That said, at least Kendra finally gets some proper screentime this week and if her character is going to be romantically linked to Ray’s after all (despite seemingly ruling that out last week), at least that’s better than doing nothing or reminding everyone that she’s just a barista week after week. Similarly, Ray and Kendra’s sub-plot has some actual excitement this week, with the pair of them getting to play out their own little version of Gravity, as he loses oxygen in the suit, just as he finishes mending the hull and almost drifts into space. By the time he gets back aboard the ship, Kendra has to thump his heart back to life, which leads to the two of them smooching, presumably green-lighting a Ray-Kendra romance from here on in.
At any rate, Kendra revives Ray just in time for the pair of them to take part in the show’s best fight to date, a beautifully edited three-way scrap that cuts between Rip fighting Valor, Sara fighting Mick and the rest of the crew fighting various Space Pirates, with some of the fight moves seemingly flowing together – e.g. Mick flings Sara onto a counter, which cuts to Rip also being flung onto a counter by Valor. The fight ends when Rip deliver an almighty smackdown to Valor (that hero-punch jump move you see a lot) and then pulls the aforementioned airlock move. At the same time, Leonard interrupts the Sara / Mick fight by shooting Mick with his cold gun.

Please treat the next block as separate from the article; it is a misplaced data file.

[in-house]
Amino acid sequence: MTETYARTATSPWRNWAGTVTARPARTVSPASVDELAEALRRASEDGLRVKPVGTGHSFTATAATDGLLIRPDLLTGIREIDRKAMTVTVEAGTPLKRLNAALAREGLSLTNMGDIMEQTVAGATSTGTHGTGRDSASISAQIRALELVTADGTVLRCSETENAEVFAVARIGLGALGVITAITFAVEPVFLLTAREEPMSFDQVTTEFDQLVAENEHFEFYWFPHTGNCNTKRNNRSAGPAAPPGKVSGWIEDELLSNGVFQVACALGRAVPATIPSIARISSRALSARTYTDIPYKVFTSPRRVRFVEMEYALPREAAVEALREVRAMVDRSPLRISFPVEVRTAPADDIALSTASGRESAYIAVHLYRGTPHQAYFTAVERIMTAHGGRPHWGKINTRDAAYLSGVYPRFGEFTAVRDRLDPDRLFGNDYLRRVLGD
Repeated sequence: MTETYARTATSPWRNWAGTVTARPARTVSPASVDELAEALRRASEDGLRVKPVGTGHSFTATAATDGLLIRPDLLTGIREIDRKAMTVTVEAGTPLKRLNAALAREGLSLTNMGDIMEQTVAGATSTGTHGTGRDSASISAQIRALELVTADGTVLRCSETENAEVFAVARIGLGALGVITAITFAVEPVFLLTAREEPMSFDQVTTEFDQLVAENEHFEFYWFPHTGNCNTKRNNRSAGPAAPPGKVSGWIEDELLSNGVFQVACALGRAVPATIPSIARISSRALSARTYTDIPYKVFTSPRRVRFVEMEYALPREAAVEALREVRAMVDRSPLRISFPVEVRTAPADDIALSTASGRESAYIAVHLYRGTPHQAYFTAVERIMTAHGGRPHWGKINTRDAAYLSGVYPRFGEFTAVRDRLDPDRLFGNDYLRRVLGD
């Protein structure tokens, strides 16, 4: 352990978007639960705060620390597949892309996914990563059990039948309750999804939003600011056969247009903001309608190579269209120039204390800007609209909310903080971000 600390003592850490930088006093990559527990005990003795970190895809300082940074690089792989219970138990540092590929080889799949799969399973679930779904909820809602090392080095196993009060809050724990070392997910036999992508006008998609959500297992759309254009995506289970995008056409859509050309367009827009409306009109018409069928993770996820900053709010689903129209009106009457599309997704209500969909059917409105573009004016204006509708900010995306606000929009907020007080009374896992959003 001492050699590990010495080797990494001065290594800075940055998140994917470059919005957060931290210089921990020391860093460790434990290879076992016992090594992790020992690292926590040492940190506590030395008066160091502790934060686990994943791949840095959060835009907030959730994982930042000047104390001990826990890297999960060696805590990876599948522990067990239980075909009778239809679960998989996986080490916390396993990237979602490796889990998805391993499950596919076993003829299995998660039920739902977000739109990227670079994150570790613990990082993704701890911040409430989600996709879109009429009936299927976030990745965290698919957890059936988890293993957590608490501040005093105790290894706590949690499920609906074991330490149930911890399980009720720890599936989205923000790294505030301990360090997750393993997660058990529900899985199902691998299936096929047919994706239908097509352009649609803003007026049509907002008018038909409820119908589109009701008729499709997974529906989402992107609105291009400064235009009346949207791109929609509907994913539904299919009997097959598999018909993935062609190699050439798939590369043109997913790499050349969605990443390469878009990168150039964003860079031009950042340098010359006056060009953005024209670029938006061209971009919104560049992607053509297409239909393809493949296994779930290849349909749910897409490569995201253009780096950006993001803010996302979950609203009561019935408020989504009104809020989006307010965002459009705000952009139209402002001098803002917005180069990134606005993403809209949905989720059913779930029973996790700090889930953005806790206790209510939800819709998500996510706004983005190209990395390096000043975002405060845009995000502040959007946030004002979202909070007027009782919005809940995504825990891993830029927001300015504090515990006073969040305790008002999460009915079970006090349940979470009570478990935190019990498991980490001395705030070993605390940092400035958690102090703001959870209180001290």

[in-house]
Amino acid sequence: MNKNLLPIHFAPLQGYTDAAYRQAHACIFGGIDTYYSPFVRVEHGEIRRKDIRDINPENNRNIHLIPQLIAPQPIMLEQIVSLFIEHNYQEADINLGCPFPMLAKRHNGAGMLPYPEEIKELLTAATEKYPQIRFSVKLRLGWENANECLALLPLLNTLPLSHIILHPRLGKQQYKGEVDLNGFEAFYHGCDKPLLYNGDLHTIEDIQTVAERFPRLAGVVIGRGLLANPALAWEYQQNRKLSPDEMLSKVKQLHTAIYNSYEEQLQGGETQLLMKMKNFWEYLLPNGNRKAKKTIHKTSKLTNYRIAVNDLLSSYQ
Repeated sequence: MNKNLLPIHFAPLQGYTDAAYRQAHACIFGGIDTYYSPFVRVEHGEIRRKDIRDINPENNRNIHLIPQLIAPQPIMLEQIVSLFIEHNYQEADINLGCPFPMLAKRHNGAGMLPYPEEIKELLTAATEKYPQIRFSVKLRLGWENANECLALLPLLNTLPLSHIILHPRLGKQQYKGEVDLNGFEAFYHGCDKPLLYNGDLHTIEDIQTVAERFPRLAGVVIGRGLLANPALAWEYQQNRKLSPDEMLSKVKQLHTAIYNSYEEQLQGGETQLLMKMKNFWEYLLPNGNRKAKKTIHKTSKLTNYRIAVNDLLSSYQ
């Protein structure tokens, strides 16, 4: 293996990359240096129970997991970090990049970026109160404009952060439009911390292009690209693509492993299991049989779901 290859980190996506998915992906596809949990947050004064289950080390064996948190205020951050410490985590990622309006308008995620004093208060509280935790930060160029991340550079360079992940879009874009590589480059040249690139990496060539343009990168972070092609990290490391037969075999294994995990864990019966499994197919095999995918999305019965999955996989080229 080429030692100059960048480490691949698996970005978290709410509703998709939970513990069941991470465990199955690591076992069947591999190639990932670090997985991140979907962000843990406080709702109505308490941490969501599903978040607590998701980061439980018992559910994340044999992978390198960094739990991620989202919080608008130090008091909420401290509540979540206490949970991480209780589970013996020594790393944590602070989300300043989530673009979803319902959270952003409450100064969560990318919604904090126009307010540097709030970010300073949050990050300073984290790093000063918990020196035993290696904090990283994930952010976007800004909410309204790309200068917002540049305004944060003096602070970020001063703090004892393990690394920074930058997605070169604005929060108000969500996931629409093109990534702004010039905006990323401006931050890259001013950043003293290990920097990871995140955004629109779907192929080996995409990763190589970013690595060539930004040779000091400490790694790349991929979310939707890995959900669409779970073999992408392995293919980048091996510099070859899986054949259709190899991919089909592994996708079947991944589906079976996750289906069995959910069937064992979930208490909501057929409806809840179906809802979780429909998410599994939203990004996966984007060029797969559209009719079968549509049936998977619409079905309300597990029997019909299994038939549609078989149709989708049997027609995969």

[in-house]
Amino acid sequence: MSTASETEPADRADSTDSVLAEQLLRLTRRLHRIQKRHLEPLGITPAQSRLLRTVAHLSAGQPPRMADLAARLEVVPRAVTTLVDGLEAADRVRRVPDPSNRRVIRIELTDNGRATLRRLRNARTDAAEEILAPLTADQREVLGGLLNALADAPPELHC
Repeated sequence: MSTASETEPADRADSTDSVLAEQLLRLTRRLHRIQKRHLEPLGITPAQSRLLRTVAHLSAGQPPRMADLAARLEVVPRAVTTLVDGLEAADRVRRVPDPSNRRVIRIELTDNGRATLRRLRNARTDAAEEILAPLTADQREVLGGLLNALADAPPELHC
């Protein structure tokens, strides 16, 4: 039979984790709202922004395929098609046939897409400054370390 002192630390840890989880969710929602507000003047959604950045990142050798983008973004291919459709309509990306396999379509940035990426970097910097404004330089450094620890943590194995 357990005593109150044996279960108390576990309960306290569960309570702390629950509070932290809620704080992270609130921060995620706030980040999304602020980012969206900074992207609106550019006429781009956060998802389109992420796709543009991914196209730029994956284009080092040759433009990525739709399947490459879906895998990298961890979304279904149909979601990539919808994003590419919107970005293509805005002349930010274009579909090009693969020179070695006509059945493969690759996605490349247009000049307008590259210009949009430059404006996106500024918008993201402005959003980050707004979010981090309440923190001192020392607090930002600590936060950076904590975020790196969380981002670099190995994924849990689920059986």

The crew are then faced with a dilemma: Mick is clearly out of control and off the team, but they can’t take him back to 2016, because Leonard says he’ll go after all their families. Instead, Leonard takes him to an unknown point in time and tries to reason with him. When Mick doesn’t listen, Leonard apparently kills him, which serves as the cliff-hanger for the episode. Of course, although Leonard fires, we don’t actually see the fatal shot land and the rules of television dictate that if you don’t see the corpse, they’re not actually dead (and sometimes not even then), so it’s a safe bet that Leonard hasn’t really killed him. He has definitely stranded him somewhere in time, though, so it’ll be interesting to see what happens to Mick when the show inevitably picks him up again.